The BBC and much of the UK media routinely approach Middle East news and views from the Palestinian perspective. Historically ill-informed and ideologically hostile-to-Israel staff are dispatched to the battlefield, where they cover selected stories and ignore others. This has been the case ever since I can remember and despite Tim Davies’s promises, the BBC is actually getting worse.
In this film Tom Bateman shows where his sympathies lie. Openly respectful towards the ‘resistance’, he shapes the narrative in a way that dehumanises the Israelis and distances them from the viewer. He pays the obligatory lip-service to “the other side of the story”, but Bateman’s script reeks of awe and admiration for the audacious Palestinian prison break.
“This is the story of an extraordinary jailbreak” Gushes the first caption, and the strap-line in the description exclaims: “But this is about more than just a dramatic jailbreak.”
So what he's saying is (to coin a phrase) 'this is not just an ordinary jailbreak - this is a BBC portrait of a dramatic jailbreak'. Our own version of The Great Escape. Epic!
Much give-away signalling is in there; in my former OTT tl;dr mode I would have gone into minute detail, citing each of the BBC’s go-to, stereotypically emotive subliminals such as featuring their pet Palestinian old crones and those photogenic, cheeky and bravely defiant young Palestinian lads Jon Donnison used to be so fond of. But life’s too short to skin a biased BBC film, and who cares, anyway? (I do, though)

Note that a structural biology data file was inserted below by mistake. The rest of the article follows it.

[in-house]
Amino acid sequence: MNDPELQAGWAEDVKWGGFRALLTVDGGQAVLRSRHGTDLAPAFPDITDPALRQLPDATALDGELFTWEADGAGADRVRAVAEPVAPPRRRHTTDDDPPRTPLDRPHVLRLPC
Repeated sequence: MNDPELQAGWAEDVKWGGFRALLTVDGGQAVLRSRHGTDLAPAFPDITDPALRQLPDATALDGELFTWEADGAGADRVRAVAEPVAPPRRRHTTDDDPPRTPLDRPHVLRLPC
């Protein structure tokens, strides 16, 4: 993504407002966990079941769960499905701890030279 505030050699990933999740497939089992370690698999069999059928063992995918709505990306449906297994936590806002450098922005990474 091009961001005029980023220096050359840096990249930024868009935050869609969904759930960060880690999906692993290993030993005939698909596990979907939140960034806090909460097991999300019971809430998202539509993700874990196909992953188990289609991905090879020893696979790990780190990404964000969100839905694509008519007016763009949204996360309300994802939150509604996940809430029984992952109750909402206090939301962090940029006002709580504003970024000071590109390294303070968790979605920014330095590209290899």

I drafted this a few days ago, and funnily enough, Camera has deconstructed the film for me.
"Clearly Tom Bateman’s revisiting of this three-month-old story does not provide audiences with any information not already available. Rather, Bateman’s project was primarily aimed at advancing narratives and omissions that have dominated but compromised BBC coverage for years, while attempting to ‘contextualise’ Palestinian terrorism."